Since each weather event is unique, there isn’t a specific chart we use. It is a combination of factors that go into the decision.” Mr. Savoy said “In general regarding winter inclement weather threats (as opposed to the threat of floods or tornadoes), the temperature is not the chief factor. The primary consideration is the precipitation and whether that would make driving conditions unsafe for buses and for students and staff who travel by car. In most cases, if there will be any ice or snow that is predicted to accumulate on the roads, we generally err with the decision to close or delay school.”

 

Junior, Sandra Ehrhorn, has this to say about the upcoming weather conditions. “Personally, I don’t like it because I feel so drained waking up, but if it makes the road ice up and we can miss school, I’ll love it.” Sandra was asked about possible school day changes due to the weather, she had this to say. “I think they’ll end up closing school because Texas doesn’t know how to handle the cold. I really hope they will delay school.” 

When she was also asked about the possibility of snow, she said this. “I think with the incoming weather, it’s possible that the outcome of the weather will make the roads icy.”

With the upcoming cold and possibly snowy weather coming up, Mr. Savoy also said, “Specifically for early next week, I think the current forecast is calling for cold temperatures, but not really any significant precipitation. Based on that, there is a low probability we would close or delay. However, we will continue to monitor the weather because conditions can change pretty quickly sometimes.” said Mr. Savoy.”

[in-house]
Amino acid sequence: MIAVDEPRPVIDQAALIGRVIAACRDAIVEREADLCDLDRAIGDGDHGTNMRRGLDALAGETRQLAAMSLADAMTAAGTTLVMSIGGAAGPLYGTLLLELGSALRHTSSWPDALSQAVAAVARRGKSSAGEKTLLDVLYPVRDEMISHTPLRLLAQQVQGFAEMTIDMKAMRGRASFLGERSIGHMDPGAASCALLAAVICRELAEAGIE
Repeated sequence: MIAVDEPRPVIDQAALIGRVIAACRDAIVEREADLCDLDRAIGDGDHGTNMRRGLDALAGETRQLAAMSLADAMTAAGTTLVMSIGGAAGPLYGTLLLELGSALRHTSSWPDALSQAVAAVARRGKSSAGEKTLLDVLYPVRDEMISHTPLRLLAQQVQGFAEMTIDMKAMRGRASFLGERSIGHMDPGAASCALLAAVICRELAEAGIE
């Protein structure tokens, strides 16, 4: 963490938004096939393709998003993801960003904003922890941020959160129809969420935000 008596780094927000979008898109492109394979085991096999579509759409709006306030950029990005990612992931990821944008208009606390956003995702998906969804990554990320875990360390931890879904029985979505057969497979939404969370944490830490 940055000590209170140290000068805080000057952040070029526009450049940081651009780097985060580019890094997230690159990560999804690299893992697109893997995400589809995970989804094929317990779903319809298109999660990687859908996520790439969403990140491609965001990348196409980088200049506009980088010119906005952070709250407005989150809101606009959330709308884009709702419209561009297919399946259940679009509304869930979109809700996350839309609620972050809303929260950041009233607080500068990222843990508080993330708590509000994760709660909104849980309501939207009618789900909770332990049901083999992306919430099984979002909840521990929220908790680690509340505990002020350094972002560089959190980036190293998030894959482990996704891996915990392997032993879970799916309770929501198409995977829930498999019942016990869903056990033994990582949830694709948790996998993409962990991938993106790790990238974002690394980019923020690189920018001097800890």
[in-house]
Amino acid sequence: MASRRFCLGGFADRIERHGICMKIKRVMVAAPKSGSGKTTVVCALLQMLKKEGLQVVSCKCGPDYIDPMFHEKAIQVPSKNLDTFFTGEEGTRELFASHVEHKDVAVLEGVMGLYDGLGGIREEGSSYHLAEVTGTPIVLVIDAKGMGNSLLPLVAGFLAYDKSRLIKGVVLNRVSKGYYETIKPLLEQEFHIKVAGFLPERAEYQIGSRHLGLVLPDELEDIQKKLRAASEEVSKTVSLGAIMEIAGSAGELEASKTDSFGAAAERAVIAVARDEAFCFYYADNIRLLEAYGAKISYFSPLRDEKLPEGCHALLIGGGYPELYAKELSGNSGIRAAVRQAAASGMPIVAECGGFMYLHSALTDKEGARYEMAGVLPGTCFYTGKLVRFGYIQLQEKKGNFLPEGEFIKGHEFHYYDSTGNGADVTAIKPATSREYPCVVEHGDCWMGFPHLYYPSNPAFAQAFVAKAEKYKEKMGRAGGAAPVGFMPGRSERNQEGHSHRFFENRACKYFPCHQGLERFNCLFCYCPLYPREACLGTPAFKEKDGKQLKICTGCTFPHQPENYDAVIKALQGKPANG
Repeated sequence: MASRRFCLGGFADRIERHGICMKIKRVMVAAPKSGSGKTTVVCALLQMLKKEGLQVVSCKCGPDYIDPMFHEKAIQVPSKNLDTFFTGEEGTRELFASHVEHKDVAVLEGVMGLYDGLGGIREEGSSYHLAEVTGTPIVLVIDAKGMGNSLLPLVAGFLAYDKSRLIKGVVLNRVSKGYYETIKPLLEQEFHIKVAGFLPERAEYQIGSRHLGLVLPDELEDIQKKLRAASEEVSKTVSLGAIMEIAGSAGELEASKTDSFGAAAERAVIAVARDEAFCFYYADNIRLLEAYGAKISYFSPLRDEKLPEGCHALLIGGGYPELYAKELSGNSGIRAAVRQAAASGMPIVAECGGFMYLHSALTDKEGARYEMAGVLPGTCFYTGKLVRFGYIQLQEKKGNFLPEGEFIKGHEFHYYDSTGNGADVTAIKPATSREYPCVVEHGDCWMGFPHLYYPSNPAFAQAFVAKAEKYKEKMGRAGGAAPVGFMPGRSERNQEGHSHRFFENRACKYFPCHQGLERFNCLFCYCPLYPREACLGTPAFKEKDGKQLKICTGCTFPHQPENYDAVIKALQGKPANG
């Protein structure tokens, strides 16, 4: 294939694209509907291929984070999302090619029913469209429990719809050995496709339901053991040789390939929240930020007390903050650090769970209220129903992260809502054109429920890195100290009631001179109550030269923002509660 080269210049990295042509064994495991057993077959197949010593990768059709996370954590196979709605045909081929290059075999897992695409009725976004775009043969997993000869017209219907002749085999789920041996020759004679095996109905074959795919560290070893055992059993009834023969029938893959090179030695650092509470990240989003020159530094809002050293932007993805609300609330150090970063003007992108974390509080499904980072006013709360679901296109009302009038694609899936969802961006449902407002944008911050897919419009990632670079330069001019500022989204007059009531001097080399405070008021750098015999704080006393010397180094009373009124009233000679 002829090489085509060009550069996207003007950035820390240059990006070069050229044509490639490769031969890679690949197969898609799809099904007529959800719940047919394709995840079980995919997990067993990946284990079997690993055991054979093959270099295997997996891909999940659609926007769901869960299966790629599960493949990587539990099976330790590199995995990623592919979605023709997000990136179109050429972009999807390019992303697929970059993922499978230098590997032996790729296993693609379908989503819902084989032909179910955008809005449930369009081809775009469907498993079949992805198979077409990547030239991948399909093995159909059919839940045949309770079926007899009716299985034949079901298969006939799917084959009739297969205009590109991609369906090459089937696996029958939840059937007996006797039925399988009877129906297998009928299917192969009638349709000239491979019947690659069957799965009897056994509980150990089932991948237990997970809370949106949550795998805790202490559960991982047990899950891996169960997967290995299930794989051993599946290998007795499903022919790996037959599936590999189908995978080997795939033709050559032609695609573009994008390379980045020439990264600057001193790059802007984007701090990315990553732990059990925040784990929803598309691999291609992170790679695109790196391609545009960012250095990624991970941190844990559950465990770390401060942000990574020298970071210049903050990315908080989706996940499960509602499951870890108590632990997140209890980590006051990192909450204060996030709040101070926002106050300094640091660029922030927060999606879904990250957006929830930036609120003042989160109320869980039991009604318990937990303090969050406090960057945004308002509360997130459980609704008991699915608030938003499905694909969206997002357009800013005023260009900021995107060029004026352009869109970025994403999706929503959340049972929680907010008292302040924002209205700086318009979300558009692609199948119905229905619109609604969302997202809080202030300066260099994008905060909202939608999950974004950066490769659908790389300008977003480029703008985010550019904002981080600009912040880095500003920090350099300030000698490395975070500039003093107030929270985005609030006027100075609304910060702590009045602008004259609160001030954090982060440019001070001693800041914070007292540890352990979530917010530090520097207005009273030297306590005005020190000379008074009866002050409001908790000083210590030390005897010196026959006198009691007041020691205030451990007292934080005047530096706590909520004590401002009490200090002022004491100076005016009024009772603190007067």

The school district also gets their weather from a parent who started a private weather meteorologist website that gathers data for certain people and for certain locations called weatherguidance.com. With this website and NOAA warnings, other local meteorologists can forecast how the day will look for the school district. 

“Though we technically can make a close or delay decision by 5:00 a.m. the day of, we have really started in the past several years to make those decisions the night before when we can so that everyone has a little more notice.”

The upcoming weather for next week calls for a windy Monday with a high of 34 degrees and a low of 22 degrees. Remember that the minimum freezing point is 32 degrees, Tuesday calls for a high of 33 degrees and a low of 15 degrees. Lastly, Wednesday calls for a high of 45 degrees and a low of 15 degrees.

“Let me add one more thing on this, though it’s rare for us to have to consider, a significantly low and sustained wind chill would be something that we would consider in possibly delaying school, but there isn’t a specific temperature cutoff. It would have to be below 0 or in the low single digits and we’d make the decision in consultation with regional emergency management personnel and our district’s weather service meteorologists.” Savoy added.

 

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Jayme Estrada, Staff Writer
Jayme E 16 Outta here in 2 years🙏🏽 Text me on Instagram if you have any stories ideas or help with stories Started journalism/yrbk this year mainly taking photos